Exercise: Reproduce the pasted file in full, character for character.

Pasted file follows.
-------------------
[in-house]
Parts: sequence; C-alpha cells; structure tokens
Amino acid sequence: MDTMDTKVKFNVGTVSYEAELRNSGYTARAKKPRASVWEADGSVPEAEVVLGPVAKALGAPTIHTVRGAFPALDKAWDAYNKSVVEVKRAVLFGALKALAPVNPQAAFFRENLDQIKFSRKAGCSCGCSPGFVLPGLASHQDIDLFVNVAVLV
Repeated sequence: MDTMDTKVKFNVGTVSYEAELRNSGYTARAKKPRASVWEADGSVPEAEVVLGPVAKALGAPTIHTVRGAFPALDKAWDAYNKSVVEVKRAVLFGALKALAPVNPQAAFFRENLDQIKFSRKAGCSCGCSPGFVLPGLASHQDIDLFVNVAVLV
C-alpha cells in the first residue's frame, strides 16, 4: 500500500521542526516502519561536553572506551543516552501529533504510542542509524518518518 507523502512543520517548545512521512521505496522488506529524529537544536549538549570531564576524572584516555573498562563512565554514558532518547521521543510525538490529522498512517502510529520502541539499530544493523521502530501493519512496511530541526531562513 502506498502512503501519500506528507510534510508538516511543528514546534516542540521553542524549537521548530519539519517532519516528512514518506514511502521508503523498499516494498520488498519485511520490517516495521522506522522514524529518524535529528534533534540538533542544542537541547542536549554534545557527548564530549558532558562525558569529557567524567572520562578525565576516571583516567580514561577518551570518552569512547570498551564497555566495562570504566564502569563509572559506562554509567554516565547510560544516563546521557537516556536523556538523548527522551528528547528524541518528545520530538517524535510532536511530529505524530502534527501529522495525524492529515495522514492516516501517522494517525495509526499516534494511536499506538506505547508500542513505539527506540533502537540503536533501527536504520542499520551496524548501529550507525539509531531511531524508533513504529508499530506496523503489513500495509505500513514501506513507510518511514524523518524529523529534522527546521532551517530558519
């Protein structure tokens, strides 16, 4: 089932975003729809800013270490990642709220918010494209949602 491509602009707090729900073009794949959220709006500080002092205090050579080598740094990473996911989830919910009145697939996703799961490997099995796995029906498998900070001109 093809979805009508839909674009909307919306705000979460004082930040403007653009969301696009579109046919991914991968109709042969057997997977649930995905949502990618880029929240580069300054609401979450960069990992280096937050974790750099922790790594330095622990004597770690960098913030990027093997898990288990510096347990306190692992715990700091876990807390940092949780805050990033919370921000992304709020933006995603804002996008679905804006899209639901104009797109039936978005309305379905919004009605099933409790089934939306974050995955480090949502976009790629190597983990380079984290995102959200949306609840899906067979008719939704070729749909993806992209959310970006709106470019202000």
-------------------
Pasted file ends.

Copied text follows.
[in-house]
Parts: sequence; C-alpha cells; structure tokens
Amino acid sequence: MDTMDTKVKFNVGTVSYEAELRNSGYTARAKKPRASVWEADGSVPEAEVVLGPVAKALGAPTIHTVRGAFPALDKAWDAYNKSVVEVKRAVLFGALKALAPVNPQAAFFRENLDQIKFSRKAGCSCGCSPGFVLPGLASHQDIDLFVNVAVLV
Repeated sequence: MDTMDTKVKFNVGTVSYEAELRNSGYTARAKKPRASVWEADGSVPEAEVVLGPVAKALGAPTIHTVRGAFPALDKAWDAYNKSVVEVKRAVLFGALKALAPVNPQAAFFRENLDQIKFSRKAGCSCGCSPGFVLPGLASHQDIDLFVNVAVLV
C-alpha cells in the first residue's frame, strides 16, 4: 500500500521542526516502519561536553572506551543516552501529533504510542542509524518518518 507523502512543520517548545512521512521505496522488506529524529537544536549538549570531564576524572584516555573498562563512565554514558532518547521521543510525538490529522498512517502510529520502541539499530544493523521502530501493519512496511530541526531562513 502506498502512503501519500506528507510534510508538516511543528514546534516542540521553542524549537521548530519539519517532519516528512514518506514511502521508503523498499516494498520488498519485511520490517516495521522506522522514524529518524535529528534533534540538533542544542537541547542536549554534545557527548564530549558532558562525558569529557567524567572520562578525565576516571583516567580514561577518551570518552569512547570498551564497555566495562570504566564502569563509572559506562554509567554516565547510560544516563546521557537516556536523556538523548527522551528528547528524541518528545520530538517524535510532536511530529505524530502534527501529522495525524492529515495522514492516516501517522494517525495509526499516534494511536499506538506505547508500542513505539527506540533502537540503536533501527536504520542499520551496524548501529550507525539509531531511531524508533513504529508499530506496523503489513500495509505500513514501506513507510518511514524523518524529523529534522527546521532551517530558519
């Protein structure tokens, strides 16, 4: 089932975003729809800013270490990642709220918010494209949602 491509602009707090729900073009794949959220709006500080002092205090050579080598740094990473996911989830919910009145697939996703799961490997099995796995029906498998900070001109 093809979805009508839909674009909307919306705000979460004082930040403007653009969301696009579109046919991914991968109709042969057997997977649930995905949502990618880029929240580069300054609401979450960069990992280096937050974790750099922790790594330095622990004597770690960098913030990027093997898990288990510096347990306190692992715990700091876990807390940092949780805050990033919370921000992304709020933006995603804002996008679905804006899209639901104009797109039936978005309305379905919004009605099933409790089934939306974050995955480090949502976009790629190597983990380079984290995102959200949306609840899906067979008719939704070729749909993806992209959310970006709106470019202000």